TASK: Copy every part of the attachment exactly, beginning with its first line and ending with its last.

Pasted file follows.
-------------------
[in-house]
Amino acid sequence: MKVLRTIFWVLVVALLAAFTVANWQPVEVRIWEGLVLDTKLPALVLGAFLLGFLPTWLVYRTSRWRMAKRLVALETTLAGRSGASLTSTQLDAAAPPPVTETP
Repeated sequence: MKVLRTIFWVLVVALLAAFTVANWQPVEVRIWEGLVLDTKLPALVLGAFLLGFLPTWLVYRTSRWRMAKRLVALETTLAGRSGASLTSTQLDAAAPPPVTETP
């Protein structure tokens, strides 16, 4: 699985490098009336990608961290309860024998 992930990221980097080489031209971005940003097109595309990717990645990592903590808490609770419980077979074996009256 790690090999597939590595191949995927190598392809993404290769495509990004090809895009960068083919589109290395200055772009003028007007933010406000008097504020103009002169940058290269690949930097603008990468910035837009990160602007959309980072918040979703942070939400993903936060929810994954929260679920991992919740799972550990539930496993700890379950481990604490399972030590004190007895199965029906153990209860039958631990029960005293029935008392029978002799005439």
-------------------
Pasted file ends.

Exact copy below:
[in-house]
Amino acid sequence: MKVLRTIFWVLVVALLAAFTVANWQPVEVRIWEGLVLDTKLPALVLGAFLLGFLPTWLVYRTSRWRMAKRLVALETTLAGRSGASLTSTQLDAAAPPPVTETP
Repeated sequence: MKVLRTIFWVLVVALLAAFTVANWQPVEVRIWEGLVLDTKLPALVLGAFLLGFLPTWLVYRTSRWRMAKRLVALETTLAGRSGASLTSTQLDAAAPPPVTETP
């Protein structure tokens, strides 16, 4: 699985490098009336990608961290309860024998 992930990221980097080489031209971005940003097109595309990717990645990592903590808490609770419980077979074996009256 790690090999597939590595191949995927190598392809993404290769495509990004090809895009960068083919589109290395200055772009003028007007933010406000008097504020103009002169940058290269690949930097603008990468910035837009990160602007959309980072918040979703942070939400993903936060929810994954929260679920991992919740799972550990539930496993700890379950481990604490399972030590004190007895199965029906153990209860039958631990029960005293029935008392029978002799005439």